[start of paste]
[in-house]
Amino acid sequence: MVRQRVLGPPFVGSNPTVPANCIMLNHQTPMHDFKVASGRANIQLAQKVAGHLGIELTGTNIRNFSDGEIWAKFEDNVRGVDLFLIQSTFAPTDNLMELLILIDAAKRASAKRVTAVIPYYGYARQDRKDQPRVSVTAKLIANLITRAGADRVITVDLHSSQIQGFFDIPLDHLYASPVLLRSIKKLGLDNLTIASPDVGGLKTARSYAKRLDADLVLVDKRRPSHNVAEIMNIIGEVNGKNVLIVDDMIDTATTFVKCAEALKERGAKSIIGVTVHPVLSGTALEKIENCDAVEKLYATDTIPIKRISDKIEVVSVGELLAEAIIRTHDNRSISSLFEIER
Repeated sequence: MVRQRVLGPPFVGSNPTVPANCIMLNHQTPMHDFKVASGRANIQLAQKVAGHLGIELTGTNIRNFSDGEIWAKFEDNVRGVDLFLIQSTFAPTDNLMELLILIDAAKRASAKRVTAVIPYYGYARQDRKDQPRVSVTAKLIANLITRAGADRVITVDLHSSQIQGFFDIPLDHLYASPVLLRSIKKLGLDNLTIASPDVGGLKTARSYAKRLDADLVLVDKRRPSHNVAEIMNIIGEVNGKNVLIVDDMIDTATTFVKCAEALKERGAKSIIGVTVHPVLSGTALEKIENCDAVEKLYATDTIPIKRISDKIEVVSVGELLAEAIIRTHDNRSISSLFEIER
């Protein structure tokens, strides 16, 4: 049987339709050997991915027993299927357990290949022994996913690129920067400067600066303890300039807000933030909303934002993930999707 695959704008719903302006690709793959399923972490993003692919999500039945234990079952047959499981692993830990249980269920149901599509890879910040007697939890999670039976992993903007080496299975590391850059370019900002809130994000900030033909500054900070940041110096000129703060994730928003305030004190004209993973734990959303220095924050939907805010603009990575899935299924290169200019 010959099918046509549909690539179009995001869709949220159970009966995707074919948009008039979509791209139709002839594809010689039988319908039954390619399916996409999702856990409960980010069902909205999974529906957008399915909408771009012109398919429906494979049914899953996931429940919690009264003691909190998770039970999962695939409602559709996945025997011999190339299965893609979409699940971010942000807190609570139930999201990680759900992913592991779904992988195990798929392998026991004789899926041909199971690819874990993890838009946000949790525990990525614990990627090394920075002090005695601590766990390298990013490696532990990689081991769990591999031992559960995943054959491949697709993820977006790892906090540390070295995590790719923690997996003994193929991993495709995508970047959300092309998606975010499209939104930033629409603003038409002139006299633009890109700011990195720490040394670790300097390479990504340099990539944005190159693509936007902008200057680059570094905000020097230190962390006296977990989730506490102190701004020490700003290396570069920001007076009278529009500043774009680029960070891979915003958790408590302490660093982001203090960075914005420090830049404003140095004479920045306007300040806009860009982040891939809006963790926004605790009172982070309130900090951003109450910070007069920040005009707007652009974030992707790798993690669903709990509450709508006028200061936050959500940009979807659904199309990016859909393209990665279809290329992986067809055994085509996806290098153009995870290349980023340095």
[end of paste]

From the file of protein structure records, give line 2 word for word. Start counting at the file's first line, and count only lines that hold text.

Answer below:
Amino acid sequence: MVRQRVLGPPFVGSNPTVPANCIMLNHQTPMHDFKVASGRANIQLAQKVAGHLGIELTGTNIRNFSDGEIWAKFEDNVRGVDLFLIQSTFAPTDNLMELLILIDAAKRASAKRVTAVIPYYGYARQDRKDQPRVSVTAKLIANLITRAGADRVITVDLHSSQIQGFFDIPLDHLYASPVLLRSIKKLGLDNLTIASPDVGGLKTARSYAKRLDADLVLVDKRRPSHNVAEIMNIIGEVNGKNVLIVDDMIDTATTFVKCAEALKERGAKSIIGVTVHPVLSGTALEKIENCDAVEKLYATDTIPIKRISDKIEVVSVGELLAEAIIRTHDNRSISSLFEIER